Bay of Fundy, NS - John Wellner
For many years of my childhood we made summer pilgrimages to my dad's home in Nova Scotia's Annapolis Valley. It was hot and dry and my grandmother had a pantry full of baked goods, but the highlight was always going to the Bay.
I couldn’t wait, and as soon as we’d been once I’d want to go back again. As we drove past the farmland and up over the steep north mountain, my eyes were always glued forward as I pined for the first glimpse of the water. The vista was sometimes denied when we peaked the hill and found ourselves suddenly enveloped in fog. I better remember the days when it was crystal clear and the Bay sparkled before us. When the 50 kilometres to New Brunswick didn’t seem so far and the mysterious, high-cliffed Isle Haute seemed no distance at all. On those sunny days, we glided down into the little village of Morden, where lots of valley folk had cottages. There were dusty dirt roads and an old pier but most important to me was the weir. There are various types of fishing weirs around the world, but the Bay of Fundy weirs were simple and dependant on the world’s highest tides. Swimming with the outgoing tide, the fish would come upon a vertical net and then follow the barrier until they swam into a circular pen at the deep water end, which they had problems finding their way out of. When the water receded, they were easily caught. The Morden weir was a mackerel weir, but much of the magic was that you never knew what was going to be in it. The weir consisted of netting strung on a long line of spruce poles that were stuck into the rocky beach. These poles stretched straight out from the shore for 100 metres or so and when the tide was in all that you could see was their tips in a long line with a circle of them at the far end. When the water retreated down the rocky beach, the poles were exposed. They grew taller the further out they were, to accommodate the deeper water that had been there just hours before. By low tide the only water left in the weir was a shallow mysterious pool surrounded by a circle of netting almost 10 metres high.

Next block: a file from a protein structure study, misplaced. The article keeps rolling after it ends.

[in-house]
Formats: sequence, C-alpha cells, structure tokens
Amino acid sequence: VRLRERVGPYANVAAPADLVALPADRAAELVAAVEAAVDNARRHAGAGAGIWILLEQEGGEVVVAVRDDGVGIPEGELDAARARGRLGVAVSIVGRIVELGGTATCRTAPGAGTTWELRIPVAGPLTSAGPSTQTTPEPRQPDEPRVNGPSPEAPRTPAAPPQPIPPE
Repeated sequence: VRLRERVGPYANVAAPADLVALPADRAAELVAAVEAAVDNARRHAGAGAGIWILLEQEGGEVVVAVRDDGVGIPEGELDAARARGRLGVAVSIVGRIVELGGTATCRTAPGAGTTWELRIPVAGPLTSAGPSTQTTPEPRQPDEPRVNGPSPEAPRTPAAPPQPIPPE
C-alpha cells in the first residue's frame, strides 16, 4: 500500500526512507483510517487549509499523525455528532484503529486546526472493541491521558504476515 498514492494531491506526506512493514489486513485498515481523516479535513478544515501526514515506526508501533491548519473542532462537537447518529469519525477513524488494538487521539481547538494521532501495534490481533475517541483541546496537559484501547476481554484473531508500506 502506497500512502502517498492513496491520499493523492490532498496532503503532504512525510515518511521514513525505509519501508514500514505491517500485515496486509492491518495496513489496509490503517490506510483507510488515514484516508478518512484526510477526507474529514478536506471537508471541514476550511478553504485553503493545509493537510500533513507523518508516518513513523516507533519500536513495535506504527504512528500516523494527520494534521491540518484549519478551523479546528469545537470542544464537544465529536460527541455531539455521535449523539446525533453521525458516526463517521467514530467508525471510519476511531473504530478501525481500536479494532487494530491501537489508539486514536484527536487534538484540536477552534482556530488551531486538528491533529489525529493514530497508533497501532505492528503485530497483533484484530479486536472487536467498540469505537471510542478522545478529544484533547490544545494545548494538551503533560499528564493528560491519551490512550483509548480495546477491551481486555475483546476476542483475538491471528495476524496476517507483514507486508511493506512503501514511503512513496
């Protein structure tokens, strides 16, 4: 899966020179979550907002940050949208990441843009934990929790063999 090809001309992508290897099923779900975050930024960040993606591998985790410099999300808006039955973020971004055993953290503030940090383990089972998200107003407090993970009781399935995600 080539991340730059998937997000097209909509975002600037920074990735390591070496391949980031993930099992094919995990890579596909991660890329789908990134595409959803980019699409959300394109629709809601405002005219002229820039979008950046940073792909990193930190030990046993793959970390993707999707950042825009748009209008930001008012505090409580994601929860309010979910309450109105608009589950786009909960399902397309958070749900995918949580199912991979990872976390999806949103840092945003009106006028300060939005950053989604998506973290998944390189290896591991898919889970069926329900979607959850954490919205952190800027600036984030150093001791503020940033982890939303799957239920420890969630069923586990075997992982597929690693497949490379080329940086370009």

There was always anticipation about what had been caught and everyone was anxious for the arrival of Walter the local fisherman. To me and the rest of the kids Walter was a celebrity. It was he who had built the weir, at least the most recent version, and it was he who would expose its gifts at low tide. Walter was the wizard of the weir and that fact that he knew my dad made me prouder than anything. When the tide was all the way out there was less than a metre of water in the pool at the bottom. We stood on the rocks under the towering nets as Walter sloshed through the brown murk in hip waders, carrying a large steel net. We held our breath wondering what he might find. The real prize was a salmon, but even in my childhood they were already few and far between. The large part of the catch was always mackerel, with their sparkling black and blue-green scale pattern that gleamed in the sunlight. The most exciting was when there was something large in the dark water that Walter would bump into, or accidentally step on. Even the old pro would occasionally get spooked and jump back up on the rocks. There could be small sharks or rays, and big ugly deep water fish that I recognized from science books but didn’t know the names of. We would sometimes buy something to take home and cook, yet I remember that far less than my amazement at the perfectly simple weir, the massive tides that made it possible and the mysteries that it exposed from deep under the water.